Investigating the Digital Future of the EU

by Ani Hakobyan

On Thursday, November 8th, the Institute of European Studies (IES) welcomed Peter Fatelnig, Minister Counsellor for Digital Economy Policy at the EU Delegation to the United States of America. Fatelnig presented his lecture “The Digital Future of the European Union – Will There be Any?” to a diverse audience of 25 that included computer science students, community members, and those interested in the inner workings of the European Union and its digital strategy. The lecture was moderated by Jekaterina Novikova from the European Commission, currently 2018-19 EU Fellow at IES.

Fatelnig’s lecture focused on the digitization of a variety of services across the European Union. He spoke about the digital single market, which he characterized as a series of actions that “systematically create safeguards for citizens for how future digital economies and societies should be functioning.” The Minister Counsellor emphasized that digital policy-making in the EU is a “precise process” and noted that although values in general vary from country to country, one theme is common: Europeans generally lack trust in digital and tech companies, and thus rely on legislation to protect themselves. In Austria, for example, seventy-seven percent of people have serious concerns about technology and digitization, Fatelnig noted.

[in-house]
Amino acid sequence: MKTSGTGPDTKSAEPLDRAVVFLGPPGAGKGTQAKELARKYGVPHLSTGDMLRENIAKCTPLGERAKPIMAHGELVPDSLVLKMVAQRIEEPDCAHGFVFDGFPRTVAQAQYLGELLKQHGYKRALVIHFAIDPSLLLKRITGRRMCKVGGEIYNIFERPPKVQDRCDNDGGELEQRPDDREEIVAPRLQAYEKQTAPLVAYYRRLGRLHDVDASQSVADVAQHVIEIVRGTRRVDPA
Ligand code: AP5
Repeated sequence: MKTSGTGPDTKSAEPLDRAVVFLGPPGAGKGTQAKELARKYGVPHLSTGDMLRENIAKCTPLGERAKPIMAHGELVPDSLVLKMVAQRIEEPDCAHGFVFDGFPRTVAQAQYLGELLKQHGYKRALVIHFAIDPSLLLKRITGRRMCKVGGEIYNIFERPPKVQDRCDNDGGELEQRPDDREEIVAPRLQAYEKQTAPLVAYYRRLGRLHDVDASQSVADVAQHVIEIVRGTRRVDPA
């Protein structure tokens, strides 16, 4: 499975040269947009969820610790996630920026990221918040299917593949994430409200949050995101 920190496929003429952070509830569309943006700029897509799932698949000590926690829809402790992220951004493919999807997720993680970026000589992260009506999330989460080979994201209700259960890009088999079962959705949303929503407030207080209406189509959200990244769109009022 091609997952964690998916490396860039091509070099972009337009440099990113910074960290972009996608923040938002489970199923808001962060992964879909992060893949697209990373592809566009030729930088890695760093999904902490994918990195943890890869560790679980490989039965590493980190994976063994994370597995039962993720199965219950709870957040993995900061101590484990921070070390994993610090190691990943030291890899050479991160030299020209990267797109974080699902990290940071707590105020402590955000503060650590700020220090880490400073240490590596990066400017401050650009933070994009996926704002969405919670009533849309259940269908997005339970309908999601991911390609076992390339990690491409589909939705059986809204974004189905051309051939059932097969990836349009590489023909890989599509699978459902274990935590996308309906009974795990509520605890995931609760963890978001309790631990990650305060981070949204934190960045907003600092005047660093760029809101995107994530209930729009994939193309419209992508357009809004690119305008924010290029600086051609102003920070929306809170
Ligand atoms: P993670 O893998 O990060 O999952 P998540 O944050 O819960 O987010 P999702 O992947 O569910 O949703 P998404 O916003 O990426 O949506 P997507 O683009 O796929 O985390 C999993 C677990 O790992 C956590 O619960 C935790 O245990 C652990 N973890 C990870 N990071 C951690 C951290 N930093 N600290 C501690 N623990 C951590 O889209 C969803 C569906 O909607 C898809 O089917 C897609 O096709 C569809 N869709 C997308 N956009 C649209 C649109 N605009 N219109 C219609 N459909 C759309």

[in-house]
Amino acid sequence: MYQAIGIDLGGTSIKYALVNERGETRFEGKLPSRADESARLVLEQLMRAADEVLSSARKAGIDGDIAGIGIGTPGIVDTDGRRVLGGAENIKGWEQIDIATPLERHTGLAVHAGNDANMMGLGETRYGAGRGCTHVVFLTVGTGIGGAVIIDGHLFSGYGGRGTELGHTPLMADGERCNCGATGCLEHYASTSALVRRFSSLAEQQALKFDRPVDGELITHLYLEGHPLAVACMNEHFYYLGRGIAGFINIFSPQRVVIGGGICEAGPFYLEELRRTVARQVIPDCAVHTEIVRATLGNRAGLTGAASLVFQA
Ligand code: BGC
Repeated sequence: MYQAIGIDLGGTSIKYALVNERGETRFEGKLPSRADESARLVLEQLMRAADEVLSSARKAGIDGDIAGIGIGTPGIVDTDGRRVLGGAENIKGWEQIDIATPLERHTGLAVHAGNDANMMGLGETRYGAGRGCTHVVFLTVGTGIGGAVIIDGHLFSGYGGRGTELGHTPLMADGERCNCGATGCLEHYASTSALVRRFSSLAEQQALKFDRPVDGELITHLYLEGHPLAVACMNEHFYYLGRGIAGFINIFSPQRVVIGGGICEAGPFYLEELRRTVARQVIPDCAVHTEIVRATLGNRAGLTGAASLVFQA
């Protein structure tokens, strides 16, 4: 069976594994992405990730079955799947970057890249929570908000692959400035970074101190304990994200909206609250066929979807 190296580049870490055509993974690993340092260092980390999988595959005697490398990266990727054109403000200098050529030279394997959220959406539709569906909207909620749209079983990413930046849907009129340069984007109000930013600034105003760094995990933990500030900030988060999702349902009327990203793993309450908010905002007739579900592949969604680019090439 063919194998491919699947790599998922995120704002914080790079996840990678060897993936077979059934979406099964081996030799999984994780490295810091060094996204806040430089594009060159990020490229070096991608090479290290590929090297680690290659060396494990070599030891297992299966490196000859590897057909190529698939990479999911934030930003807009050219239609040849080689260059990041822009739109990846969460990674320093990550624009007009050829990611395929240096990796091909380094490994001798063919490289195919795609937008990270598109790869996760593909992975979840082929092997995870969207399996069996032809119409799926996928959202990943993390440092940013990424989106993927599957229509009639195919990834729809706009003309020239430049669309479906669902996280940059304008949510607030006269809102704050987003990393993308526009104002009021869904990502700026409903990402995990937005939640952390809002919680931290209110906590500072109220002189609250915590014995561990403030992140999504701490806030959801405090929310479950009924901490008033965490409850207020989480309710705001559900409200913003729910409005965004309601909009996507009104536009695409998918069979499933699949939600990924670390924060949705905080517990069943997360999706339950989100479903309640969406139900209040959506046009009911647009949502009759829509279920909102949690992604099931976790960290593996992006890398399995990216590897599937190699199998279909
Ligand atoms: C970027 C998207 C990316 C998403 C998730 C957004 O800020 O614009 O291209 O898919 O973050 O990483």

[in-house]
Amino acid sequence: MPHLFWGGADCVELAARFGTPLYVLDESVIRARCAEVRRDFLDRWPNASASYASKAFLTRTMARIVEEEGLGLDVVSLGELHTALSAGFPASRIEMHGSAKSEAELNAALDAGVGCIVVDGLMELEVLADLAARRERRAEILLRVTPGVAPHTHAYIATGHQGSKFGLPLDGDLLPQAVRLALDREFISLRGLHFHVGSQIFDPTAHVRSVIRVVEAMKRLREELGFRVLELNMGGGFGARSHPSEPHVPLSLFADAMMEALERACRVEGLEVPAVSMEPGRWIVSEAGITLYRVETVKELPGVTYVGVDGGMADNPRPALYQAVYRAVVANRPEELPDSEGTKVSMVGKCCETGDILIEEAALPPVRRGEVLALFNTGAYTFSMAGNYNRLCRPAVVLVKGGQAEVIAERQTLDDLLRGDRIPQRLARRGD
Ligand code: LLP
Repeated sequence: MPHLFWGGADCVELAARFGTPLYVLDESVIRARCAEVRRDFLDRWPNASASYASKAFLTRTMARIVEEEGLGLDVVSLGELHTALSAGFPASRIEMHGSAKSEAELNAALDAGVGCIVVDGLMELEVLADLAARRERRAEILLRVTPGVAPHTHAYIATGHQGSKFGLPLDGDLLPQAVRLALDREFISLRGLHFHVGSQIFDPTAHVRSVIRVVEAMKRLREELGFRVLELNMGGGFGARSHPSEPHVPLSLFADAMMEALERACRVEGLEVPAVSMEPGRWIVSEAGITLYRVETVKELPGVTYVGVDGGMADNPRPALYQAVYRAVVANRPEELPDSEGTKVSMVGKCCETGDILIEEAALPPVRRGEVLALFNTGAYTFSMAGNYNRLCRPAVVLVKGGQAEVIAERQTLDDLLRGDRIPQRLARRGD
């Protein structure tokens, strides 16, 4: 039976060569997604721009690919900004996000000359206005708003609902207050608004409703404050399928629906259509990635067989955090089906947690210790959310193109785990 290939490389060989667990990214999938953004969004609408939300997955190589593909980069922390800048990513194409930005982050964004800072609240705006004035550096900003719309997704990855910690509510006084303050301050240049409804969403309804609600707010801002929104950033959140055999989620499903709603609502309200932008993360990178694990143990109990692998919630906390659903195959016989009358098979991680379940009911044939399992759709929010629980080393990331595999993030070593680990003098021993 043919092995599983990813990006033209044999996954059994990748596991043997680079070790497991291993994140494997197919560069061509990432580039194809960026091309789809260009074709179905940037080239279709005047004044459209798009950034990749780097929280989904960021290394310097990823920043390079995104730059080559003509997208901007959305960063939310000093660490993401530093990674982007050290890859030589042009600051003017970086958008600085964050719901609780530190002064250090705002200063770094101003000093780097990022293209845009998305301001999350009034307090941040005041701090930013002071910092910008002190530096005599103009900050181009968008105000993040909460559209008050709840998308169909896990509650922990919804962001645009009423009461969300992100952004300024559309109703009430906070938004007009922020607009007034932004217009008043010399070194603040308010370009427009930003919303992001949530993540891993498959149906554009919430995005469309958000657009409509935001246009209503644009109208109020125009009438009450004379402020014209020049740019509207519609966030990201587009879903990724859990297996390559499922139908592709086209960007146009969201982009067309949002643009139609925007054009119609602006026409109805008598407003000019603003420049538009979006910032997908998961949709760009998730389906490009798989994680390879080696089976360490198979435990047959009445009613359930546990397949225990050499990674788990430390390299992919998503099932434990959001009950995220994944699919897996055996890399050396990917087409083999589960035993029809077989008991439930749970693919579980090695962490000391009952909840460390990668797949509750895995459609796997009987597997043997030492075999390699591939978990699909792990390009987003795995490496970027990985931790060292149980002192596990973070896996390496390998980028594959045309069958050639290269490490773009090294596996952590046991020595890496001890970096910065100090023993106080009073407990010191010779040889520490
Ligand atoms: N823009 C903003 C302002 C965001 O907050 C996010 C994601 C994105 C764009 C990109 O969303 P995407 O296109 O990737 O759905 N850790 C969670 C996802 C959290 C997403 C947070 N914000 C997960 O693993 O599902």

The current EU Commission’s priority is primarily to foster job growth, and secondly to work on improving digitization, which is expected by the European people. In general, Fatelnig stressed that European policy-making aims to be “strategic” and said that it focuses on “creating favorable outcomes” for European citizens. In his words, the EU is “not a country, but a project,” dynamic and constantly moving. This means that there is always new legislation and policy affecting digitization and its impact on citizens. Examples of some programs that are being funded and implemented are developing virtual museums to give all people access to culture and history, monitoring beekeeping, and giving those living in the remote parts of the EU access to healthcare. The lecture ended on the hopeful note that Europe and the United States will continue to have good relations and work together on cybersecurity and other aspects of digitization.